An interpretation of Class Relations in Pygmalion
In Bernard Shaw’s Pygmalion, there is a distinct variance in class relations and the way that early 20th century Britains were perceived as being different by their speech, money, wealth, style, manners, and appearance. Being a lady or a gentleman was an acquired status desirable among most of London’s society. However, in Pygmalion, Shaw tells a story about the transition of a homeless young woman with the aspiration to become a respected lady.
Eliza Doolittle is an 18 or 19 year-old young women, making a living from selling old flowers on the streets. When she comes across a rude Professor, named Henry Higgins, he sarcastically offers her to “learn how to speak beautifully, like a lady in a florist’s shop…..at the end of six months you shall go to Buckingham palace in a carriage, beautifully dressed.” This is what he proposes to Eliza when she comes to ask for English lessons from the Professor. He then makes a bet with another man, Colonel Pickering, who says he will pay for her new clothes and English lessons, if Higgins can make a lady out of her in six months. The deal is made, and Eliza is immediately washed up and put into new, clean clothes. The play begins like this, which sets the plot for the rest of the story.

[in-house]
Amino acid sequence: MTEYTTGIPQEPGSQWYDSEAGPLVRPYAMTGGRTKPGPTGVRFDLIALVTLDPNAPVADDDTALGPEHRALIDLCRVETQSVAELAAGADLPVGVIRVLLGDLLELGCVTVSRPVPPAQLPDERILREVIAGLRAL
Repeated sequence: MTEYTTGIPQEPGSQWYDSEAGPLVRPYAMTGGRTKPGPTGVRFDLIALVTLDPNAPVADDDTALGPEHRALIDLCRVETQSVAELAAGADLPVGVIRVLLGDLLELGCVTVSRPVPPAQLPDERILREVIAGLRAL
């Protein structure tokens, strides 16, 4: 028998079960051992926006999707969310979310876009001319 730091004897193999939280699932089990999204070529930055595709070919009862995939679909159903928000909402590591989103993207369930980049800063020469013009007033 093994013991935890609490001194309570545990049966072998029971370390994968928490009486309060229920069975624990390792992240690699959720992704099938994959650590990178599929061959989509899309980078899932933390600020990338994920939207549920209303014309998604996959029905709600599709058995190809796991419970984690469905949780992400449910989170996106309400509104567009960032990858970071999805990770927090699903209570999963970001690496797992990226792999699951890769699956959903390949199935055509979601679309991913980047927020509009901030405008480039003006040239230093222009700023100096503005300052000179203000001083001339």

An example of modern day class relations with speech can be described by linguistic anthropologists, and in an article called “Suite for Ebony and Phonics” by John R. Rickford. In this article, he discusses the African-American speech Ebonics, and the negative impact it has across America. Being called “lazy English,” “bastardized English,” and “poor grammar,” it seems to be the same thing that was going on in England during the time Pygmalion was written. I’m sure that if we were to ask Henry Higgins if that is what he thought about the way Eliza spoke he would whole-heartedly agree. However, the poor English that Eliza spoke was never considered as becoming a legal language in England.
The play begins off on a rainy night on the streets, with a lady and her daughter waiting for a cab. In this first act, Eliza asks them to buy a flower from her, with the response from the daughter, “Do nothing of the sort, mother. The idea!” When the mother gives her some change, the daughter again exclaims, “Make her give you the change. These things are only a penny a bunch … ……sixpence thrown away! Really, mamma, you might have spared Freddy that.” She then retreats disgusted and unable to believe that her mother had actually given in to the poor flower girl. Another example is when Eliza goes to get in the taxi and the driver is trying to keep her out, assuming that she has no money to pay for the ride.
When Higgins meets Eliza, he comes across as very rude, saying:
“Woman; cease the detestable boohooing instantly; or else seek the shelter of some other place of worship……A woman who utters such depressing and disgusting sounds has no right to be...